Your Brain on
By Leslie Ayers, PC Computing
The Scarecrow in The Wizard of Oz wanted a brain more than
anything. But all he got from the Wizard was a symbolic but
worthless certificate and a bit of encouragement.
The Scarecrow was out of luck, but you're not, thanks to
Natrificial Software Technologies' new user interface for Windows
95, 98, and NT. It's called The Brain and it gives you a new and
entirely intuitive way to work with files, applications, and the
Web. For $50, The Brain lets you break free from Windows'
hierarchical structure and work with multiple file formats from one
command center. Organization is easy because you structure The Brain
the way you think: by association.
Gray Matters Of course, there are files and folders behind
it all, but the idea is to forget about that and go with the flow.
The Brain consists of thoughts, each of which can be a parent,
sibling, or child to other thoughts. A thought can be anything--a
file, an application, a Web page, or even a word or phrase. In our
usability tests, The Brain beat Windows' Favorites handily.
Further exploration of The Brain finds that it's easy to enhance
a thought by clicking on Properties or Notes. In Properties, you can
link a thought with a file or a Web site address, or type in
keywords for that thought; in Notes, you type in free-form
information or drag and drop files into the blank area to view. A
window into The Brain shows a diagram with the active thought in the
center surrounded by links to its parent thought, its siblings, and
Think Fast One of The Brain's best features lets you
associate different file formats and applications within the same
group of thoughts, which means that a parent thought can include any
number of types of child thoughts within it. For example, if you
want to keep all your financial information at your fingertips,
simply link Web sites for investment news and brokerage houses,
earnings and projection spreadsheets, and your personal finance
software under one thought. And if you forget where you stashed
something, just click on Search to see an alphabetized list of all
The Brain makes life easier for most of us, especially if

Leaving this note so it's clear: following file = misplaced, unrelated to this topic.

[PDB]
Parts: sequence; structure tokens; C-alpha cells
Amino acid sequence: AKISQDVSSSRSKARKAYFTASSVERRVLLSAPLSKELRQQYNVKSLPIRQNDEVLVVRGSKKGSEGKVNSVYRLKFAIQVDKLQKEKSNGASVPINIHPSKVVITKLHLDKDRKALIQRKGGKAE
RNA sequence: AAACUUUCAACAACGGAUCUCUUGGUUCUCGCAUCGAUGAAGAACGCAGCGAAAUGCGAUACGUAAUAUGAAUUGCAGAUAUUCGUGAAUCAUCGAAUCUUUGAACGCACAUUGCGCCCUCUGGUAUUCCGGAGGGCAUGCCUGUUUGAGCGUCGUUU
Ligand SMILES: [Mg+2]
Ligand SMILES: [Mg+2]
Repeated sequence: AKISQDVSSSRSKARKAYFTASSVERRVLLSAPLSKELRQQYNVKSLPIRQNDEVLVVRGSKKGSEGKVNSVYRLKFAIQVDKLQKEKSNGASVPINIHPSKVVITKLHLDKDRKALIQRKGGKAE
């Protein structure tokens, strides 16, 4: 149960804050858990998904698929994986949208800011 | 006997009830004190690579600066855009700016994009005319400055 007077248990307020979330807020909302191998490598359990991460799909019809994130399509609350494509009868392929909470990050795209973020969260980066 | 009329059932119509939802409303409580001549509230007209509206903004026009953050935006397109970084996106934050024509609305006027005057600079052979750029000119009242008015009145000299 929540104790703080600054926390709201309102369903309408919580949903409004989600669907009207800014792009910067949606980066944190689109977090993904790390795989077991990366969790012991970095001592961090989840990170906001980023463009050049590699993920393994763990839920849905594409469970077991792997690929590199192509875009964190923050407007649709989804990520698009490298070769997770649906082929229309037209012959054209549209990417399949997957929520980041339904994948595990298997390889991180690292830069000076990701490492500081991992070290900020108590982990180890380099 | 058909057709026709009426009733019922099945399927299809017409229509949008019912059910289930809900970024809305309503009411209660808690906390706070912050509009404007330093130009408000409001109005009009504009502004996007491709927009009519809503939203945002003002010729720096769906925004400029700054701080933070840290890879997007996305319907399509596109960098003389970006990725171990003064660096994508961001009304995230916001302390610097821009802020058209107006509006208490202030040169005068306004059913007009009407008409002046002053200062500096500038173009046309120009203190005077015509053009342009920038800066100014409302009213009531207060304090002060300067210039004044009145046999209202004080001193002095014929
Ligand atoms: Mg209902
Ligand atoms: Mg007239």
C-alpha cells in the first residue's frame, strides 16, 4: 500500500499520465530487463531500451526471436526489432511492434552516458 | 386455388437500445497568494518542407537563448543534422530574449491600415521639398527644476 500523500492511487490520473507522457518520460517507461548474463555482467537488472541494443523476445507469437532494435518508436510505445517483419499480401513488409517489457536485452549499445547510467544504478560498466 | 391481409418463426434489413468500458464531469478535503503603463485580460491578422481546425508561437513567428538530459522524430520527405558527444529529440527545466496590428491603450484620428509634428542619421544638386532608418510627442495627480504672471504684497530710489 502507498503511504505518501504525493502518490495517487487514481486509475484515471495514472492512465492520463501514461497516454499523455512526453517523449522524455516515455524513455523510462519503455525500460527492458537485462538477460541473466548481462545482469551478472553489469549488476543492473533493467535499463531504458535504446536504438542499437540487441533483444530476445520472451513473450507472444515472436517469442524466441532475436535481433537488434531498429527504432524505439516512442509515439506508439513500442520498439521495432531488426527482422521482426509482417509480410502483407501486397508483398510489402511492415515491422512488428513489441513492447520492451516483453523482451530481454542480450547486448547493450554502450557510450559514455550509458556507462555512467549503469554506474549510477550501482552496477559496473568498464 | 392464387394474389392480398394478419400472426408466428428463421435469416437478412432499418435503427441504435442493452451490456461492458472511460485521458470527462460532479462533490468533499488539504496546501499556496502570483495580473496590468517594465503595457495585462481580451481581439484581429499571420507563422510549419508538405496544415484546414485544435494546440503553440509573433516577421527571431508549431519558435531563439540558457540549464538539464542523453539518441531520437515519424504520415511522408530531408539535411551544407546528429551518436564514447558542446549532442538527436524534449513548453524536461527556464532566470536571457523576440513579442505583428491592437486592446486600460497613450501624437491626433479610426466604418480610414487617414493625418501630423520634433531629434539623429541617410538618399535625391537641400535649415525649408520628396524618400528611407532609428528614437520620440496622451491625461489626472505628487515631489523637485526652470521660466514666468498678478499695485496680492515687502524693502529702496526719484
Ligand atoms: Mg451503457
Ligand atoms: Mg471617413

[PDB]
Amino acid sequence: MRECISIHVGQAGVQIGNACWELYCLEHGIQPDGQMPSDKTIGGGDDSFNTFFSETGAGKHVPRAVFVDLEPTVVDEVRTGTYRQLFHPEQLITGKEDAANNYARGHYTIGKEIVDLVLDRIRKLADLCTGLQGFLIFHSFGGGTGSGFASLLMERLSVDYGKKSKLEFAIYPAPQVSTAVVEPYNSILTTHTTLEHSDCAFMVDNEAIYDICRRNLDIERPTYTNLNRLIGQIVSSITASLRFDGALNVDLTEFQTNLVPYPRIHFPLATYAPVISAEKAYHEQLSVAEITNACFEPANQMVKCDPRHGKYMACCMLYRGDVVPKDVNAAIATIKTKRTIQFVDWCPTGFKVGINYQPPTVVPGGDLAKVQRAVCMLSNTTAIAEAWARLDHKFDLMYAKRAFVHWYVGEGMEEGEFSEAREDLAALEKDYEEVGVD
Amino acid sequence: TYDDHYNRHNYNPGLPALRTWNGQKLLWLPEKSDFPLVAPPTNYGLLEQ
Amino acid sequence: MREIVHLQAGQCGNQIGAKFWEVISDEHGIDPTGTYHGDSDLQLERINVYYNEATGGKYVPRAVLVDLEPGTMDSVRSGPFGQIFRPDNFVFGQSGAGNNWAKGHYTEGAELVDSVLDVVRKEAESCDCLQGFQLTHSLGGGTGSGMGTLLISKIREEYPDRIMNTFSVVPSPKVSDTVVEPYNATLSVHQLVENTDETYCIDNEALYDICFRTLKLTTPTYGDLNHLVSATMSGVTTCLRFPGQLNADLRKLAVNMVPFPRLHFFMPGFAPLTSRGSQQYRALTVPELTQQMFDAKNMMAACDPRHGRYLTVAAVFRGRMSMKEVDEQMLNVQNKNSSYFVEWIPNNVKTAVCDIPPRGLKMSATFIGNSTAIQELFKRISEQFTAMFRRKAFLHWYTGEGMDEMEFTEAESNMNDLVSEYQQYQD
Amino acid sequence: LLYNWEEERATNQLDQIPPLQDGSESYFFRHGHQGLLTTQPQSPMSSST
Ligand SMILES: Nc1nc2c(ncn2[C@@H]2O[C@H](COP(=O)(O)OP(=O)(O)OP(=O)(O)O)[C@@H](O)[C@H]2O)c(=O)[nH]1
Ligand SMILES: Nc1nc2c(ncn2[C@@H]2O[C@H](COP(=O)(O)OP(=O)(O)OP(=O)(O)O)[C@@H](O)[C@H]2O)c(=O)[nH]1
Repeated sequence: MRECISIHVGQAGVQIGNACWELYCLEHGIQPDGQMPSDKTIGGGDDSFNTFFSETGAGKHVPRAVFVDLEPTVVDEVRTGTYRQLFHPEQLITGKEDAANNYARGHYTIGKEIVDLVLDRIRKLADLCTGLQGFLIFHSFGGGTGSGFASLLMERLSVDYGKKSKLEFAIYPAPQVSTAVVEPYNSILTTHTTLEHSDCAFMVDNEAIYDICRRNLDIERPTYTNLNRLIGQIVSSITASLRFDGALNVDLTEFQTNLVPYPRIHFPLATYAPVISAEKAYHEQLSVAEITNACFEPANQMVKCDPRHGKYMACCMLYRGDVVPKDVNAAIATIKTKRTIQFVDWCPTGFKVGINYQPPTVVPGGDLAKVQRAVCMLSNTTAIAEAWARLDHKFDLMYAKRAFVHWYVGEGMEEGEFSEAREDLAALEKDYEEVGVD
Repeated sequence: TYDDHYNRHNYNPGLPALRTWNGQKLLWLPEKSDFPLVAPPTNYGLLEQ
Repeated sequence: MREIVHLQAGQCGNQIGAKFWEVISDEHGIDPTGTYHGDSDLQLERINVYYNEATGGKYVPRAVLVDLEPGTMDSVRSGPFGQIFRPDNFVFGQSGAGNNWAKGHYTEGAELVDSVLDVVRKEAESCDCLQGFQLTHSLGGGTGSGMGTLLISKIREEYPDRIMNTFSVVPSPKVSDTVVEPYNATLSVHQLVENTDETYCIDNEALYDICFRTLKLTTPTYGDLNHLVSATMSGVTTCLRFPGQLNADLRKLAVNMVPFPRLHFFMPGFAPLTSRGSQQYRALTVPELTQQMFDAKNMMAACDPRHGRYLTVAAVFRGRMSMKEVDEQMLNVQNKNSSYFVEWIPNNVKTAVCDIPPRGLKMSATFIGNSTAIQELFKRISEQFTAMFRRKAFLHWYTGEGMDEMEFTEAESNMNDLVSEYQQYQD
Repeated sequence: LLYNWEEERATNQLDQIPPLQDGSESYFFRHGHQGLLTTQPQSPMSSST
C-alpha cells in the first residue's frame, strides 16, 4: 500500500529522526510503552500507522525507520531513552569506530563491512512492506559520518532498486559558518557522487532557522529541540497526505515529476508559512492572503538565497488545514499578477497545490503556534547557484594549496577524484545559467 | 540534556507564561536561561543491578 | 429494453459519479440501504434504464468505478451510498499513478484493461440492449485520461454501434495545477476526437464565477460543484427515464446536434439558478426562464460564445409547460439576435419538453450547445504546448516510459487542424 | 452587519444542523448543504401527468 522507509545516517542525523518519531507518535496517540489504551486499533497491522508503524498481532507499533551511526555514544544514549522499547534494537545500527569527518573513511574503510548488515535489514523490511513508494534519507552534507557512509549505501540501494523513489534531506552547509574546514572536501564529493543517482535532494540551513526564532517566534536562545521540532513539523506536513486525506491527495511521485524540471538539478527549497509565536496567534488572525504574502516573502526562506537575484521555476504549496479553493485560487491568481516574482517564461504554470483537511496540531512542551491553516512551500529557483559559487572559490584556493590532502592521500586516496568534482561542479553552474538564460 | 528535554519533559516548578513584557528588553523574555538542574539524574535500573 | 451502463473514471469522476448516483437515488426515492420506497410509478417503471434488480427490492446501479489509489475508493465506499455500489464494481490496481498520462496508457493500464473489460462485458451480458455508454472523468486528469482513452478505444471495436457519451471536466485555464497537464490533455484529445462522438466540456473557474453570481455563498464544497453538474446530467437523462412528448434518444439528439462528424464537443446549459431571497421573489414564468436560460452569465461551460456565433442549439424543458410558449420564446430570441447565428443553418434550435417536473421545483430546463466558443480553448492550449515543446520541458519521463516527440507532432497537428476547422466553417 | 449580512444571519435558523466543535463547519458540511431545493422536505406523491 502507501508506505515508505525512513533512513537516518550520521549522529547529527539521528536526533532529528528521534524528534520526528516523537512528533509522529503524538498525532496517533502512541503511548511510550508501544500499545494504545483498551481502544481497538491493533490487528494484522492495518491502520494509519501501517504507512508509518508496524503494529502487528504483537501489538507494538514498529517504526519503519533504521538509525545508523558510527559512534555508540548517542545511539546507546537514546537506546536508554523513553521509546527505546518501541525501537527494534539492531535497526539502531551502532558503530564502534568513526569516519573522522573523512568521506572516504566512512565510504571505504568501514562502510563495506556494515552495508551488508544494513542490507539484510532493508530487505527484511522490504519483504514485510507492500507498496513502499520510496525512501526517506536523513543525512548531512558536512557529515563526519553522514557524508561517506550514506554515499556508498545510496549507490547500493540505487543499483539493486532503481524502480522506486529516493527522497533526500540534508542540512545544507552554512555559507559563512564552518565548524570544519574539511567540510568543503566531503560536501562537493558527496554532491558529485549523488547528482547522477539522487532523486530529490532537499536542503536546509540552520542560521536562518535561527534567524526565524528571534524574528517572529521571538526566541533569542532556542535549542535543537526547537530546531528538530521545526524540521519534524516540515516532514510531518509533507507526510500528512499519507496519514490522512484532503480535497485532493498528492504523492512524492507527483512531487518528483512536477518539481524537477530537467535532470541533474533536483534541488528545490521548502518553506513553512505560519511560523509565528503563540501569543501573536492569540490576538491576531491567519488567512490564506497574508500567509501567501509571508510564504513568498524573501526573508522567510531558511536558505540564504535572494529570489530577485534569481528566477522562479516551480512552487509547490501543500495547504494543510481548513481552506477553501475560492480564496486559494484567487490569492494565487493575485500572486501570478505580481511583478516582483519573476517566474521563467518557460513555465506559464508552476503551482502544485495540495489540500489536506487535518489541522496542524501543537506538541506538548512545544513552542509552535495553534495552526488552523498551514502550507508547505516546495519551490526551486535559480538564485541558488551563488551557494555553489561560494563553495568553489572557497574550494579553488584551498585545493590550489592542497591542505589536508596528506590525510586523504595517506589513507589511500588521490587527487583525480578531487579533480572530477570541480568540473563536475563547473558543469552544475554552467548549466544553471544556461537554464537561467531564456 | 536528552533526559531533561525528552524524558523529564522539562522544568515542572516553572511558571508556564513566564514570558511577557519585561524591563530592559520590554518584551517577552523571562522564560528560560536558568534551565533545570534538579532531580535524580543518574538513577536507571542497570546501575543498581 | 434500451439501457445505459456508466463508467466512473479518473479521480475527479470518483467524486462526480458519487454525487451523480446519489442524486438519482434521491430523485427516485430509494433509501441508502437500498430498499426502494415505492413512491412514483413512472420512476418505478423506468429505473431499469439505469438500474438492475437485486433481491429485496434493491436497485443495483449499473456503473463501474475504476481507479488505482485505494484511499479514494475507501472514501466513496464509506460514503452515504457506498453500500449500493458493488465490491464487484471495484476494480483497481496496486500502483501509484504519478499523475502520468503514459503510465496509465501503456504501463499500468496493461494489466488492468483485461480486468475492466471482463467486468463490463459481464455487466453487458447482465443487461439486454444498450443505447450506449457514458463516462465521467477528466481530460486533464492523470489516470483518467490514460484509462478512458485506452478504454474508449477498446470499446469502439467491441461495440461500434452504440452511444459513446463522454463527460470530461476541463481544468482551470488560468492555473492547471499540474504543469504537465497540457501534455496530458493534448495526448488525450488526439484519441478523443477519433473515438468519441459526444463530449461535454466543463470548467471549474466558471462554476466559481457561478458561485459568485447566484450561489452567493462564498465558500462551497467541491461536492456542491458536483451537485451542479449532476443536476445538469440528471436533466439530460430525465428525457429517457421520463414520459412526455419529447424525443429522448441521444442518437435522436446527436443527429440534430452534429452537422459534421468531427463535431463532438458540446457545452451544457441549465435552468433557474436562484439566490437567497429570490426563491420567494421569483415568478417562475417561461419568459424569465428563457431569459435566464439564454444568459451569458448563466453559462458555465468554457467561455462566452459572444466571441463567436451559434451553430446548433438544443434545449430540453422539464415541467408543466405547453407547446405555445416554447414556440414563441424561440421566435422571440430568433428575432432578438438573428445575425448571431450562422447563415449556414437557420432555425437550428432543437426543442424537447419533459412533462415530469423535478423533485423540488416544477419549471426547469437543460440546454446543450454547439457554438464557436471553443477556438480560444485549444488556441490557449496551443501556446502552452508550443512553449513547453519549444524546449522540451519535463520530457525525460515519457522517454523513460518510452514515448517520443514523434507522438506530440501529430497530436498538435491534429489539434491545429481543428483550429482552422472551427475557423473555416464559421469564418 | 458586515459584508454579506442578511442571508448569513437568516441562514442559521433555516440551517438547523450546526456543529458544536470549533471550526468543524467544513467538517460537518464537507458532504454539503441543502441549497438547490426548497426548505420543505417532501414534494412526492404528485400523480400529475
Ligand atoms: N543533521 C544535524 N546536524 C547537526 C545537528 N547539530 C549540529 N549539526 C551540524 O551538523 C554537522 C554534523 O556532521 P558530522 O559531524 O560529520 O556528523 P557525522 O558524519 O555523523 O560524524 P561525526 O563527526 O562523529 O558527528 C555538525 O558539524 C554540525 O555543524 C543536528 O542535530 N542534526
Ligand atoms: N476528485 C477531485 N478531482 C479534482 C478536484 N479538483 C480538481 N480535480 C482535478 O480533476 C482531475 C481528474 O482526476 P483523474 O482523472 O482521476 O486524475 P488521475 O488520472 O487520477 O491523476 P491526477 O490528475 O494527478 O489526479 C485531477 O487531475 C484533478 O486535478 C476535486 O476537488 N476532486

thought-by-association appeals to you. It won't work well in
businesses or workgroups that rely on files being saved in specific
folders and directories. But for use on a home PC, or to keep track
of files and Web pages on your office system, The Brain is a smart,
sleek, easy-to-use alternative to Windows' structure.
Rating = Four out of Five Stars
Verdict: Work the way you think with this graceful
alternative to Windows' hierarchical file structure.
Pros: Puts Web sites, documents, apps, and more at your
fingertips; simple to set up because there's no wrong way to do
Cons: Not practical for workgroups that rely on directory
hierarchies to get the job done, especially on shared network
System Requirements: Windows 95, 98, or NT 4.0; Pentium;
16MB of RAM; 2MB of hard disk space.$50 est. street price,
Natrificial Software Technologies, (888) 652-7529, (310) 656-8494
Feed Your Head: Or at least stop banging it on your desk
because you can't find what you're looking for in Windows.
Natrificial Software Technologies' $50 The Brain, an alternative
interface for Windows 95, 98, or NT, lets you link thoughts together
as a collection of files, Web sites, apps, and projects. A.
The Braincontains it all--your files, apps, Web addresses,
and empty thoughts. B. From the active thought, you
can drag files to create parents, children, and jumps to open a
file. C. Click on Search to peruse a sortable list of
thoughts. It's Personal: The Brain lets you organize and link
your information by association, and you can customize it as you
would your Windows desktop.